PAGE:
People are making this comparison presumably because Hitler justified some of his earlier aggressions on the grounds that the annexed territories were inhabited by ethnic Germans. (He would, of course, have preferred the term 'race'). Up to this point I would agree that there are some parallels with the current situation.
However, the problem is that if you make that comparison you are also implying a lot of other things that don't make as much sense. For example, Hitler's early annexations were a mere prelude to a wave of aggressions that eventually developed into a world war. Now, whatever you think about Putin it is hard to argue that he will eventually invade France once he is done with Crimea or Eastern Ukraine.
Another rather big problem with the Putin-Hitler comparison is that it ignores the events that led up to the annexation of Crimea. Putin's action was a reaction to a geopolitical expansion of the west. After the change of government, Ukraine was bound to become a more pro-western nation with closer ties to the EU and perhaps eventually to Nato. This had happened before in other Eastern European nations and seen in this context Russia has been loosing a lot of ground in Eastern Europe over the last decades. There was no similar geopolitical pressure on Germany before Hitler started his expansion. One might argue that the Versaille treaty had led to territorial and other losses. But there was a substantial delay between Hitler's aggressions and, if anything, diplomatic pressure on Germany from the victors of WWI had been reduced in the period before Hitler's aggressions.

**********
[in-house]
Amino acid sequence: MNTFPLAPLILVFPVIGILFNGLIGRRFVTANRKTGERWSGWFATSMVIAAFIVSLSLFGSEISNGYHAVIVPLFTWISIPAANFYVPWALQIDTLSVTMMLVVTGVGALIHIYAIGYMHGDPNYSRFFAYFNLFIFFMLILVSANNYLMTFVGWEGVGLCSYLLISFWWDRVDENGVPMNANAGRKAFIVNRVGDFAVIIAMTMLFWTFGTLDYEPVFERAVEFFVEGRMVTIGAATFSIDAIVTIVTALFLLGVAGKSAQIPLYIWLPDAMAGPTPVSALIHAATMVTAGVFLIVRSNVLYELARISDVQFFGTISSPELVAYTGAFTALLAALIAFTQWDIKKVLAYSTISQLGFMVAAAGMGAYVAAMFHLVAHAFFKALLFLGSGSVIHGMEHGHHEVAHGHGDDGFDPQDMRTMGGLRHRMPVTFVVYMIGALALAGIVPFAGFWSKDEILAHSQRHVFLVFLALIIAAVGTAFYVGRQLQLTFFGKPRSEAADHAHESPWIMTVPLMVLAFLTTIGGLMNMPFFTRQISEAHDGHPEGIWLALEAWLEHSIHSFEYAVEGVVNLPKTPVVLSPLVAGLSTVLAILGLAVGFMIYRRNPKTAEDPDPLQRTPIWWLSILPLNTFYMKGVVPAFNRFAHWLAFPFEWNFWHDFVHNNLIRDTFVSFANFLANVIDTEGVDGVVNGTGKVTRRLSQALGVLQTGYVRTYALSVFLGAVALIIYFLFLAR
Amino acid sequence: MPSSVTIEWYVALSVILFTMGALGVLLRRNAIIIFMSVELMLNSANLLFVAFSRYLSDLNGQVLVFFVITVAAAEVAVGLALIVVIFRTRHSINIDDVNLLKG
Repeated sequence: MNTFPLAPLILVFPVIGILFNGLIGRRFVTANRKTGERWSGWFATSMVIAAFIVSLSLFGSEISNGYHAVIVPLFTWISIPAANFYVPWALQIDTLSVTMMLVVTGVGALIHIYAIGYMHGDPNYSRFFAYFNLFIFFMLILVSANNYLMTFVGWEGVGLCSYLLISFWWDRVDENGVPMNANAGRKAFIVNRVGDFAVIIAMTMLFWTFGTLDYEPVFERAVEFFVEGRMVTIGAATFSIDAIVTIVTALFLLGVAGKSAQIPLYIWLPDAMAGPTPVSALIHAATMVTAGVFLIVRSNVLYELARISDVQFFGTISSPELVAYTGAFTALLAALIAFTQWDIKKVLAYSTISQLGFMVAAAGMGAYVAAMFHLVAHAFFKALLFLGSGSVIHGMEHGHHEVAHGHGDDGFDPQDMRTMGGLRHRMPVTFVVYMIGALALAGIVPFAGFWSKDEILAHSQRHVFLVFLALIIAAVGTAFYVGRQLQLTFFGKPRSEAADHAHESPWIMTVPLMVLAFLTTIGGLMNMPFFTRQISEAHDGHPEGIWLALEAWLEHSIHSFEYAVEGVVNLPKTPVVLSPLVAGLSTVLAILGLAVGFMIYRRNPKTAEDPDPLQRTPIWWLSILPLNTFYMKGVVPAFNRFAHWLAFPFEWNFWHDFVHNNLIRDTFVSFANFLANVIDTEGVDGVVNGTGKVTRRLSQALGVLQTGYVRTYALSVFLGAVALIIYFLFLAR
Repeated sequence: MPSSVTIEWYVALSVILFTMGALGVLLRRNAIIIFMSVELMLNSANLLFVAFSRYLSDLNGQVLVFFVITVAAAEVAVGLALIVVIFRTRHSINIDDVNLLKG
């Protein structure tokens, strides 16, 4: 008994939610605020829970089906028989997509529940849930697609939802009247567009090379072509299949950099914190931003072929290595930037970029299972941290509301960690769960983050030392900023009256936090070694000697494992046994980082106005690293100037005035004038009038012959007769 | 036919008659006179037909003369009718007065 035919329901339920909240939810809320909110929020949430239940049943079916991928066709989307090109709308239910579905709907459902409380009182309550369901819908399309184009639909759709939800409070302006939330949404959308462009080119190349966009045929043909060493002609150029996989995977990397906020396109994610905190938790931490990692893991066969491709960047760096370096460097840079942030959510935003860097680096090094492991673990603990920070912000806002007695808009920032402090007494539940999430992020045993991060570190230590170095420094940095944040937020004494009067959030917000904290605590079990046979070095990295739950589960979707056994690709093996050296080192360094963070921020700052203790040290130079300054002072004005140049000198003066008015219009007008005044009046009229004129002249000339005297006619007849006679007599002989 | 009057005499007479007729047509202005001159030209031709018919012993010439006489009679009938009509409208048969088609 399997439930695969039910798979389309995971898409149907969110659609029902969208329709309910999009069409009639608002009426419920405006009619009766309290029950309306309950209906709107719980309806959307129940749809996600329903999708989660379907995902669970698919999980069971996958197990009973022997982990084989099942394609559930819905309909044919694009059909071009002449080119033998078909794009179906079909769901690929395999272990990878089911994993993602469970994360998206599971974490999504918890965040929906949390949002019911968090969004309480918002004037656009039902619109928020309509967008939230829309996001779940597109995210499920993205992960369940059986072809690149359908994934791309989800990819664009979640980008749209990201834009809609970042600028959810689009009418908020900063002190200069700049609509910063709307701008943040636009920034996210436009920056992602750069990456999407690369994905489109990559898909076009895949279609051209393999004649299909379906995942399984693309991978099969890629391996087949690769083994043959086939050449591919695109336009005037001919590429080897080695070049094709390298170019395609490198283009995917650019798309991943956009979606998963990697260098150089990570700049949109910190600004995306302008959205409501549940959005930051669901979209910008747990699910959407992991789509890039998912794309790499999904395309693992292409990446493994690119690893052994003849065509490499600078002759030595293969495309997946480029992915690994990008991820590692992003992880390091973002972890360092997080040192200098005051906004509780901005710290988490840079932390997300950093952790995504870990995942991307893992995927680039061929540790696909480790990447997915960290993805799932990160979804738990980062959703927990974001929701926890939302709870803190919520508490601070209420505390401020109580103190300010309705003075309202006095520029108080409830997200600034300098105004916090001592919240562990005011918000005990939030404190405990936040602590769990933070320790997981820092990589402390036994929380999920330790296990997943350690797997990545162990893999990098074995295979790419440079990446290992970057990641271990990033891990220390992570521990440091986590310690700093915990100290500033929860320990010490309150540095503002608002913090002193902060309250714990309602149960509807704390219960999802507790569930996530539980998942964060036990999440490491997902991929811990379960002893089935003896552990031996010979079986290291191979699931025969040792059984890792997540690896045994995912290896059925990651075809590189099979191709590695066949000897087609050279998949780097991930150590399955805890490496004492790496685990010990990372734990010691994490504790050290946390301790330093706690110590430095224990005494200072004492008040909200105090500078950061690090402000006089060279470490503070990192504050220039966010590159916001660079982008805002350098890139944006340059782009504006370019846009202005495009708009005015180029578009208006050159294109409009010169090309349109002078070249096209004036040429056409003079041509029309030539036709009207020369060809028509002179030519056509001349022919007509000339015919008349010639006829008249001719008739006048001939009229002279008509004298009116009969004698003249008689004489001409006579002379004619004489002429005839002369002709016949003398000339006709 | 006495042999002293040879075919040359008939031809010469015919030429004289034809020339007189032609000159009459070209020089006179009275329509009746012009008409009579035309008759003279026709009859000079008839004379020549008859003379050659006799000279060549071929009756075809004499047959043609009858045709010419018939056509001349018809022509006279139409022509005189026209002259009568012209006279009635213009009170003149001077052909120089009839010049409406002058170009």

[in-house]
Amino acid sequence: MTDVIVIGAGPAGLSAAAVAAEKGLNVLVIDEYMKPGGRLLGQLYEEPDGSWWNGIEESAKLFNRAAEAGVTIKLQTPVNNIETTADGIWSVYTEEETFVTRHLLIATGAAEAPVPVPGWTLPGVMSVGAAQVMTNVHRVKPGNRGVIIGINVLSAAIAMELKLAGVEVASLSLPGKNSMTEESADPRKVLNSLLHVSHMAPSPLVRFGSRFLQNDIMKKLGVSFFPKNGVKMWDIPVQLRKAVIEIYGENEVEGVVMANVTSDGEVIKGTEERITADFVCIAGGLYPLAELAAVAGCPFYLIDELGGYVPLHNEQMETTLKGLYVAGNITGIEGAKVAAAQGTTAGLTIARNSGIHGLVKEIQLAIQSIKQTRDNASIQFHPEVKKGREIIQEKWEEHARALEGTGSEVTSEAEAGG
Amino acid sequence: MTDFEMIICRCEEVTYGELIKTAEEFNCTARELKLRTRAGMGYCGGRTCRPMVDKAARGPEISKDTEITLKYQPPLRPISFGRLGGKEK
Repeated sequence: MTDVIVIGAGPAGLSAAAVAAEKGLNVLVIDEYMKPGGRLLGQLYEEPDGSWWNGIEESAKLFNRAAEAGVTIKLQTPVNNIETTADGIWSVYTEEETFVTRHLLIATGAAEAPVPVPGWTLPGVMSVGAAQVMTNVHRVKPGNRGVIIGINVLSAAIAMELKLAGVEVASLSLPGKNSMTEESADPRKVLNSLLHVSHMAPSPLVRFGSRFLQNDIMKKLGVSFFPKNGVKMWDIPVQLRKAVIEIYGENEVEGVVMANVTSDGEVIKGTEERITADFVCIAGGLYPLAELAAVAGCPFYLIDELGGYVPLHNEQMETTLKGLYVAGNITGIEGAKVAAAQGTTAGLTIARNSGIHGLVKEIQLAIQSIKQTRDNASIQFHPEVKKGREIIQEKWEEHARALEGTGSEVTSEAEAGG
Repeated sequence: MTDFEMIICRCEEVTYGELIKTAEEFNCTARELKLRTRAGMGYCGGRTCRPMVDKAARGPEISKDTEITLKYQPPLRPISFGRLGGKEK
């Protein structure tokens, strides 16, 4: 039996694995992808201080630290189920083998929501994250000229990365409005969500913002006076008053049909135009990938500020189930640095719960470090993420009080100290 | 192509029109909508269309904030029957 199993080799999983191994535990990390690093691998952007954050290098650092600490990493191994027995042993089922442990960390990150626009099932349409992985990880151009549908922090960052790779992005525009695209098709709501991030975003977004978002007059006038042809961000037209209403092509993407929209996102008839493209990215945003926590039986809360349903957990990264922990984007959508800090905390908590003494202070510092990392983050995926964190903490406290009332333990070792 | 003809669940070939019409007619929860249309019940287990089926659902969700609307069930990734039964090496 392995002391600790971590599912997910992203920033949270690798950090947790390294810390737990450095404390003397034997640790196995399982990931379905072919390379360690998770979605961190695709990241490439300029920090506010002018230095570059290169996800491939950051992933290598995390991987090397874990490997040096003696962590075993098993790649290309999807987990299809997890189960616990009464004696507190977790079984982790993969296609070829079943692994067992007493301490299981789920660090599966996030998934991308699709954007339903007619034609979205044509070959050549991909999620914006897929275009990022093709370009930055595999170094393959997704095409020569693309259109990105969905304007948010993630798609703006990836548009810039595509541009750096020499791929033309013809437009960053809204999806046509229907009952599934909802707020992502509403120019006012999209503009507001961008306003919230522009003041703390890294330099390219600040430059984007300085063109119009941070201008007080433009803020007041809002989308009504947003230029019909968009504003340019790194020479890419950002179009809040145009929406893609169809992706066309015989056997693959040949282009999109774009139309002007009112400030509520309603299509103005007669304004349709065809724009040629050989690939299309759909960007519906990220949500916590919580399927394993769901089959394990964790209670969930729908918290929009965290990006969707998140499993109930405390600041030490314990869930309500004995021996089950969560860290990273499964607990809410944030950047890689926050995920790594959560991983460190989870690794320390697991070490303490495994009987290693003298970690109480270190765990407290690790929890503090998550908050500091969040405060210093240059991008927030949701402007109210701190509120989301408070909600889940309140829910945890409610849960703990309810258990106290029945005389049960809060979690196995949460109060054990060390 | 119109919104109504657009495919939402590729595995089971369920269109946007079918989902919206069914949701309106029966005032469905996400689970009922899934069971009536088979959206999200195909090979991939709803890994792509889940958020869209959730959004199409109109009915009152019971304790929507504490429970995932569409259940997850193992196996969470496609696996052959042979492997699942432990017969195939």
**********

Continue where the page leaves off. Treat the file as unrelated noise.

On the whole I think this is a really weak historical comparison that does not only reflect a tendency to compare anything you don't like with Hitler, the Nazi and/or the Holocaust but also a really distorted analysis of what is going on in Ukraine.